When I first started dancing, both ballet and ballroom, I never wanted to call myself a dancer. I didn’t feel legitimate. There wasn’t a moment when I suddenly felt like I could call myself a dancer, I just realized how much of it I do, how of it is in my life, how much space I make for it, and how I think about it all the time, and that’s when I started claiming it. But it took years, and years, and years, maybe 12 or 15 years of saying, “Oh, well I just take dance class,” or “Oh, well, you know, I just compete sometimes.”
I had always separated dance from my professional life. Every time I talked about, or someone heard about it at work, I felt a bit like an animal in a zoo. They’d start asking questions, and they would get this look on their faces, where I just sort of felt exoticized, made other, made different, in an uncomfortable way. It’s hard enough being a woman of color in the workplace.
I think it wasn’t until I decided to go to library school, that I explicitly wrote in my application that I wanted to work as a dance archivist, that I sort of put it out there that I wanted to work with something I cared deeply about. That’s when I began to integrate the two pieces of my life. It’s been very gratifying — I mean, it’s still a little weird at work because people want me to come in full costume, and I’m like, I’m not getting up four hours early in order to get ready for you! [laughs] At the same time, it really informs my practice. The dancers that I interact with, they understand what I’m saying, and I understand their point of view.
How did you begin your career in archives?
I started training as an archivist when I realized that every job I’d ever held involved the same skill sets, the same things I was always gravitating towards — organization, representation of information, a love of researching.
I had about 15 different careers before this career, because I tried a lot of things on. I worked for affordable housing for New York City for a year, I worked for a record company for a year, I worked for an architecture firm for two years, I worked in investment banking for many many years, but not as an investment banker.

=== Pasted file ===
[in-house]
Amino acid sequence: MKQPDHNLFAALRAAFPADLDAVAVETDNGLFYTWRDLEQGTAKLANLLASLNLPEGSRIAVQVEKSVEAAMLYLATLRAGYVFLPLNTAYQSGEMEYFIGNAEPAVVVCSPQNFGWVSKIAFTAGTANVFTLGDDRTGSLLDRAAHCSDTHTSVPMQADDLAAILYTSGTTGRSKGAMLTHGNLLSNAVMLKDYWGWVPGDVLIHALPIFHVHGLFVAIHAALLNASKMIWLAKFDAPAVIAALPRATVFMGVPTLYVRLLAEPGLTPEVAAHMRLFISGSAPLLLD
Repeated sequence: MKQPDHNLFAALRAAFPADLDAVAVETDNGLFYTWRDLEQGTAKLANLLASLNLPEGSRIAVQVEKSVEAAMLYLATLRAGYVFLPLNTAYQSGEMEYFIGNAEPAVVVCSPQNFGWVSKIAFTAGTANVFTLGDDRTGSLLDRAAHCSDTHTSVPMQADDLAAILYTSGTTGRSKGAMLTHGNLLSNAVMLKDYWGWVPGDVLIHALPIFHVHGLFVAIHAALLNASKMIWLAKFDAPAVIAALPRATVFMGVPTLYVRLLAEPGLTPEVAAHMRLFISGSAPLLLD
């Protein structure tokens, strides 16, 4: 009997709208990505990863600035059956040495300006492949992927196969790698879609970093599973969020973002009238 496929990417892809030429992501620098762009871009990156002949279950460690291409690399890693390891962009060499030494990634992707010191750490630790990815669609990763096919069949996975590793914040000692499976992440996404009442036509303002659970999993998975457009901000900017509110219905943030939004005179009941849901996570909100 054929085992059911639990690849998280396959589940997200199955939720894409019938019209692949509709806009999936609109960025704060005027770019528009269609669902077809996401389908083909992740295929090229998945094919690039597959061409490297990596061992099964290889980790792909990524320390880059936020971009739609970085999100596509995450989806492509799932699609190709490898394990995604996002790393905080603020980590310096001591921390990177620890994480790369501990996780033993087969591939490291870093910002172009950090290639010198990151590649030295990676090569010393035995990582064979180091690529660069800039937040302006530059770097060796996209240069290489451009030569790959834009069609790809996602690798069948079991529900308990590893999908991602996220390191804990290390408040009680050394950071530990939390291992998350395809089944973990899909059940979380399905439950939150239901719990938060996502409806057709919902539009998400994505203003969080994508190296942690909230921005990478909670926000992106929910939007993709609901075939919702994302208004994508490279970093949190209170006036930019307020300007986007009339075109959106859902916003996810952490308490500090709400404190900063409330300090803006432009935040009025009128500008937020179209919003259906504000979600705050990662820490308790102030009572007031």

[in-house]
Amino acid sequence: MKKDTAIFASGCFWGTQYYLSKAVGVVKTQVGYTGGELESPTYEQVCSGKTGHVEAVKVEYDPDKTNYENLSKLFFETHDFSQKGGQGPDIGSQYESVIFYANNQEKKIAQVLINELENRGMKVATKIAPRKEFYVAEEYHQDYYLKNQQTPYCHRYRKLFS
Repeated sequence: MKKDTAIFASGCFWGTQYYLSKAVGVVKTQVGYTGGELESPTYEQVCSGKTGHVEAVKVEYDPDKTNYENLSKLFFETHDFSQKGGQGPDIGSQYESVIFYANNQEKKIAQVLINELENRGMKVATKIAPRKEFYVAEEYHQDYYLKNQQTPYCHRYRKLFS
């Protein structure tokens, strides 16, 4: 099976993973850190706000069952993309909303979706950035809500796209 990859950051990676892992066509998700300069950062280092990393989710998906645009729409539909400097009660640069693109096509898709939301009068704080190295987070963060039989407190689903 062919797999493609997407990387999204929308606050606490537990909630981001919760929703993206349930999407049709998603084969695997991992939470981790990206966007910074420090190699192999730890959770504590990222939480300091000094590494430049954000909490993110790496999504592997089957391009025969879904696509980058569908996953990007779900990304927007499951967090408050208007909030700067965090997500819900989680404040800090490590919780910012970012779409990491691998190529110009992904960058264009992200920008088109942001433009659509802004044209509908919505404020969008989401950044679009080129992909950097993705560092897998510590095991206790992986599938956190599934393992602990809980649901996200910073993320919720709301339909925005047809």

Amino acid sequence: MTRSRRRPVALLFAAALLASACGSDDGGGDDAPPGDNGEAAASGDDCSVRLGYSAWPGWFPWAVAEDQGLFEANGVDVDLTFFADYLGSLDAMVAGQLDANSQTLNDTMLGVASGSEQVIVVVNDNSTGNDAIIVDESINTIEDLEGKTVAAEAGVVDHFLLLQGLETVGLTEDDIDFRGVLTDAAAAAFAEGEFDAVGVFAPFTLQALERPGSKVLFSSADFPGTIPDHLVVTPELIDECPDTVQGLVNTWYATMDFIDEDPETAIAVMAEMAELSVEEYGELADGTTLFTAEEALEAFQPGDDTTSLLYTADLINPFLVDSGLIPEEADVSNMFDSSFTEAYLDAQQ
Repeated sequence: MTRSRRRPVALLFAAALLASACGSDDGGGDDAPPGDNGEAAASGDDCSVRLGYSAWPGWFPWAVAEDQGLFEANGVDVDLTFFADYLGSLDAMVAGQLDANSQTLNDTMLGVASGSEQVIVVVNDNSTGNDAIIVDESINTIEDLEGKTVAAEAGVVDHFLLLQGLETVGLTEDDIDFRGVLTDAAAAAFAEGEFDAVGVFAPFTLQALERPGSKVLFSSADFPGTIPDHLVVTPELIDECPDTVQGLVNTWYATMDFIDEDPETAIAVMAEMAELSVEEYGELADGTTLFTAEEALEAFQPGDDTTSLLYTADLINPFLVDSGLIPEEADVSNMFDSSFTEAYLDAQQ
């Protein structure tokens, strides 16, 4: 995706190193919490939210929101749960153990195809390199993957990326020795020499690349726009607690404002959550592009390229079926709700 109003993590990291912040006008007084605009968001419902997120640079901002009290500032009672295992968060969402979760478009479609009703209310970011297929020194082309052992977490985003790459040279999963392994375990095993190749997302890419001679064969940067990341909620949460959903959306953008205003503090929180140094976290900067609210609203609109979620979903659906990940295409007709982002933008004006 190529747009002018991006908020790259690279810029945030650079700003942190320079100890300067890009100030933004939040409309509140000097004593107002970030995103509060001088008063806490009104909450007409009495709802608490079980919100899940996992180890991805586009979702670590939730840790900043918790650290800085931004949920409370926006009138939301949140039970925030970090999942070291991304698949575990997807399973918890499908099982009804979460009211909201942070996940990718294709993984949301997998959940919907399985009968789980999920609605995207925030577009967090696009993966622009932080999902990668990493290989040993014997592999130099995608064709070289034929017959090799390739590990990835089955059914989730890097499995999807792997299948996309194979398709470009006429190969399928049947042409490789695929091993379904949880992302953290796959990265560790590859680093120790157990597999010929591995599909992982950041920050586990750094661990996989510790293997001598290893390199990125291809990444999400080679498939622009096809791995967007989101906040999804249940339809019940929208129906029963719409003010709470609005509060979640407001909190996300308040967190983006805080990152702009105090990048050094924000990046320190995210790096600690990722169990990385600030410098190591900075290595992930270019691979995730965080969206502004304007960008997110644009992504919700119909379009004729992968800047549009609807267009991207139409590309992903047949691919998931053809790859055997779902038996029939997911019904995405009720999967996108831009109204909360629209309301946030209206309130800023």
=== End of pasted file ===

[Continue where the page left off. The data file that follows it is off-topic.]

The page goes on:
Why do you think collegiate dancers should learn more about archiving?
Dance is such a new subject academically. In some respects, it’s one of the oldest art forms, but as a recognized art form in the US, it’s extremely new. Having archives, having actual papers and raw materials and primary sources that people can research is a part of what makes dance legitimate. If you are a collegiate dancer, you might want to know where it all came from. There are various articles and blog posts circulating out there, and I don’t know if they’re true or not. I haven’t done the research. But I’d like to see more people doing that and engaging with it, and taking a step back from the industry. I think that will help it grow, and be taken more seriously by our wider society.
What advice do you have for collegiate dancers who worry about starting dance later in life?
I mean, it’s not really an interesting question to me, you know, whether you’ll ever be at the same level as Yulia. The real interesting question is how good can you be, what you can achieve as an individual. Everyone has to face the slow deterioration of your body as you get older, and it’s really more interesting to ask, in the face of that, how good can you actually get? It’s a much more fulfilling question. Sometimes you don’t realize what you really want to do until later in life, so just be patient with yourself. Keep doing what you want to do. Have faith that something will happen.
When I started really taking dancing seriously, my mother said to me, “I’m really sorry I didn’t let you take ballet.” But, there’s no guarantee that, if I’d begun dancing as a child, that I’d still be dancing today. I could’ve been severely injured, I could have hated it. I’m dancing now, and that’s all that matters.